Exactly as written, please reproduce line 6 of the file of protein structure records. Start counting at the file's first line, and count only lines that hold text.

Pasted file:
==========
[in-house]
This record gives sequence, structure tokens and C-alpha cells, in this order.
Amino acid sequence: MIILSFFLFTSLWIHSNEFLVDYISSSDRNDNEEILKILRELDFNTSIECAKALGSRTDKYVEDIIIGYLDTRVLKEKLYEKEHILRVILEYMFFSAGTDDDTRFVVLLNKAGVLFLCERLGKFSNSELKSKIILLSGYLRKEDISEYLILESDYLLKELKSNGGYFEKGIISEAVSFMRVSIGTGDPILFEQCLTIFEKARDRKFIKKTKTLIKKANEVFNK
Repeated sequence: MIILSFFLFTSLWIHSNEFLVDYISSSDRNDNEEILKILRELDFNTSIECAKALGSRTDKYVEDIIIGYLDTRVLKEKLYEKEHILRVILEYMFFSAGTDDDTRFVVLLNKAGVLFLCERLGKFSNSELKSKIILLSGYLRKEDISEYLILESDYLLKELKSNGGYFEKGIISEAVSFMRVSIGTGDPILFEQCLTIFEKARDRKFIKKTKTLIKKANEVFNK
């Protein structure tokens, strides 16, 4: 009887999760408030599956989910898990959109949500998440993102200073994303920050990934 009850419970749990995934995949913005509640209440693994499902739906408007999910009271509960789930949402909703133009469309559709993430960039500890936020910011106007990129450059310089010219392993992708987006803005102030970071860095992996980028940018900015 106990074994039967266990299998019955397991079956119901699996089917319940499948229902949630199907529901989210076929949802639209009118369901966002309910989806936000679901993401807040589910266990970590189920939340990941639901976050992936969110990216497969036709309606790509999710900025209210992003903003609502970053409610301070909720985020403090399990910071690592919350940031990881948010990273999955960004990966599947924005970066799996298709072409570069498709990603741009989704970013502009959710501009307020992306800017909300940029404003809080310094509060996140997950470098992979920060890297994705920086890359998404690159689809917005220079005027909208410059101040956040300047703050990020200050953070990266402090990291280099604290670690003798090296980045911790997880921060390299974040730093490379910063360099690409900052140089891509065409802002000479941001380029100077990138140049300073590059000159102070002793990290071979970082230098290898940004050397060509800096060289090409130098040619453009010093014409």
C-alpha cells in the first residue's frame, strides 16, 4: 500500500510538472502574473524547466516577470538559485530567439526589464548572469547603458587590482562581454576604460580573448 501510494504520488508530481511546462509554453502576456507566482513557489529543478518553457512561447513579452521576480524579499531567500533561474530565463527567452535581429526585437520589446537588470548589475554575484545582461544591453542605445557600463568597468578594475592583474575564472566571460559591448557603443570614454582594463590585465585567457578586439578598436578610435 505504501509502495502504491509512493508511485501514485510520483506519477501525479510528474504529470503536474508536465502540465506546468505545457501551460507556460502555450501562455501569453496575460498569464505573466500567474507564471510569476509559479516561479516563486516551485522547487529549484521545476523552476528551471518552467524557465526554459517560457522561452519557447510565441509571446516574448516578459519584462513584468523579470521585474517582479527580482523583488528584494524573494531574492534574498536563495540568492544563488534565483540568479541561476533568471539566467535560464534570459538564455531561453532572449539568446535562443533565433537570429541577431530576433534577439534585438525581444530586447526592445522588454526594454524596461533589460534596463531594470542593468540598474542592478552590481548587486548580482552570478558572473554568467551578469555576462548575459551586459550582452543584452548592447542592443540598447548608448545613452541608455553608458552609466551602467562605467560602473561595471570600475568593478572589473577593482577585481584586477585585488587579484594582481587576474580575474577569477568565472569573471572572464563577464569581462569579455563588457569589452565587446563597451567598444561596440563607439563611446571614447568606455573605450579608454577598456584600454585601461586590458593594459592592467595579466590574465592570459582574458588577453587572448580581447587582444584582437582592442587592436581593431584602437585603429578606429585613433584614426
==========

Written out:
C-alpha cells in the first residue's frame, strides 16, 4: 500500500510538472502574473524547466516577470538559485530567439526589464548572469547603458587590482562581454576604460580573448 501510494504520488508530481511546462509554453502576456507566482513557489529543478518553457512561447513579452521576480524579499531567500533561474530565463527567452535581429526585437520589446537588470548589475554575484545582461544591453542605445557600463568597468578594475592583474575564472566571460559591448557603443570614454582594463590585465585567457578586439578598436578610435 505504501509502495502504491509512493508511485501514485510520483506519477501525479510528474504529470503536474508536465502540465506546468505545457501551460507556460502555450501562455501569453496575460498569464505573466500567474507564471510569476509559479516561479516563486516551485522547487529549484521545476523552476528551471518552467524557465526554459517560457522561452519557447510565441509571446516574448516578459519584462513584468523579470521585474517582479527580482523583488528584494524573494531574492534574498536563495540568492544563488534565483540568479541561476533568471539566467535560464534570459538564455531561453532572449539568446535562443533565433537570429541577431530576433534577439534585438525581444530586447526592445522588454526594454524596461533589460534596463531594470542593468540598474542592478552590481548587486548580482552570478558572473554568467551578469555576462548575459551586459550582452543584452548592447542592443540598447548608448545613452541608455553608458552609466551602467562605467560602473561595471570600475568593478572589473577593482577585481584586477585585488587579484594582481587576474580575474577569477568565472569573471572572464563577464569581462569579455563588457569589452565587446563597451567598444561596440563607439563611446571614447568606455573605450579608454577598456584600454585601461586590458593594459592592467595579466590574465592570459582574458588577453587572448580581447587582444584582437582592442587592436581593431584602437585603429578606429585613433584614426